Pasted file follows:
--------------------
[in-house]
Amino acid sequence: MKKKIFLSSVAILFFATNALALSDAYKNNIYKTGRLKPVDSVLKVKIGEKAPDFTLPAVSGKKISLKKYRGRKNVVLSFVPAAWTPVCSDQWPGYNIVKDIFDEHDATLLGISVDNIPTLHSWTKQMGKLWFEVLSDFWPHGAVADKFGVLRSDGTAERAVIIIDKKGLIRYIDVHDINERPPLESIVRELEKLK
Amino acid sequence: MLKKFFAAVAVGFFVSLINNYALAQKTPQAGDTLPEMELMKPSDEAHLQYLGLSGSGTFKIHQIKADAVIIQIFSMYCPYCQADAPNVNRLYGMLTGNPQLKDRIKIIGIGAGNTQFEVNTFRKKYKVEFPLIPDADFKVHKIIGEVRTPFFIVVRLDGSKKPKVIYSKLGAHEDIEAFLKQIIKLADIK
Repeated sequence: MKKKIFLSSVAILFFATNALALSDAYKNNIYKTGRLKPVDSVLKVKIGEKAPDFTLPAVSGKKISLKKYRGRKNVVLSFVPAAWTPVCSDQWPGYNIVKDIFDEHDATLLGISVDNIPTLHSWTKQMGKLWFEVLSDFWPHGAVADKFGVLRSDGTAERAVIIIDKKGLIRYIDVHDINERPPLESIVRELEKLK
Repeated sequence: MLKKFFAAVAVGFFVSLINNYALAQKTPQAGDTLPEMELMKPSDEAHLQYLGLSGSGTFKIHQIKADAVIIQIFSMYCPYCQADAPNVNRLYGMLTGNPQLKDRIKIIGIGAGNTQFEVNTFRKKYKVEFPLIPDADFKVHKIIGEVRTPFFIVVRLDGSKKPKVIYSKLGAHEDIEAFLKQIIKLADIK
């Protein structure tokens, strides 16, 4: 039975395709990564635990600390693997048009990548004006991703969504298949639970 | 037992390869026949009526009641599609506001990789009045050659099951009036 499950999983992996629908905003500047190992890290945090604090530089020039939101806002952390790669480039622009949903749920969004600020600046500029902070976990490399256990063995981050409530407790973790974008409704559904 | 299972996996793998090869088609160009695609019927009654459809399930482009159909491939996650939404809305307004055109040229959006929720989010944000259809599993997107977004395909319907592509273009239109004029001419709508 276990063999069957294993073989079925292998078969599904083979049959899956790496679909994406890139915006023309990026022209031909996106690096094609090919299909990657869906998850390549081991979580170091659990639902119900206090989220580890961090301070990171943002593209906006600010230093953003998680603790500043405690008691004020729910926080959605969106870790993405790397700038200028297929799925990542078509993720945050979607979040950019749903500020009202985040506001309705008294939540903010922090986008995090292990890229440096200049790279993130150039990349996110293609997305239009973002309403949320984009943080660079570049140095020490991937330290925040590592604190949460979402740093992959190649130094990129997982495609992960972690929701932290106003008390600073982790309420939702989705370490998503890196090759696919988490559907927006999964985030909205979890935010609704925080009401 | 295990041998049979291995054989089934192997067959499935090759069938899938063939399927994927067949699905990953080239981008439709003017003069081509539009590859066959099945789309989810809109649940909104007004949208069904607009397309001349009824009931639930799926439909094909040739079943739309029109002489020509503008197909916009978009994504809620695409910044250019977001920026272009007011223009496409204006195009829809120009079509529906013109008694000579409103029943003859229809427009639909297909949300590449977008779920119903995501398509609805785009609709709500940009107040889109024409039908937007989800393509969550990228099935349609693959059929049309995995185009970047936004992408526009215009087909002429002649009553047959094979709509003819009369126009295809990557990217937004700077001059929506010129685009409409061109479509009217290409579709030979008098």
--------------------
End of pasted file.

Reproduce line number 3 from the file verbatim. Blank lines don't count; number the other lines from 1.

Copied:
Amino acid sequence: MLKKFFAAVAVGFFVSLINNYALAQKTPQAGDTLPEMELMKPSDEAHLQYLGLSGSGTFKIHQIKADAVIIQIFSMYCPYCQADAPNVNRLYGMLTGNPQLKDRIKIIGIGAGNTQFEVNTFRKKYKVEFPLIPDADFKVHKIIGEVRTPFFIVVRLDGSKKPKVIYSKLGAHEDIEAFLKQIIKLADIK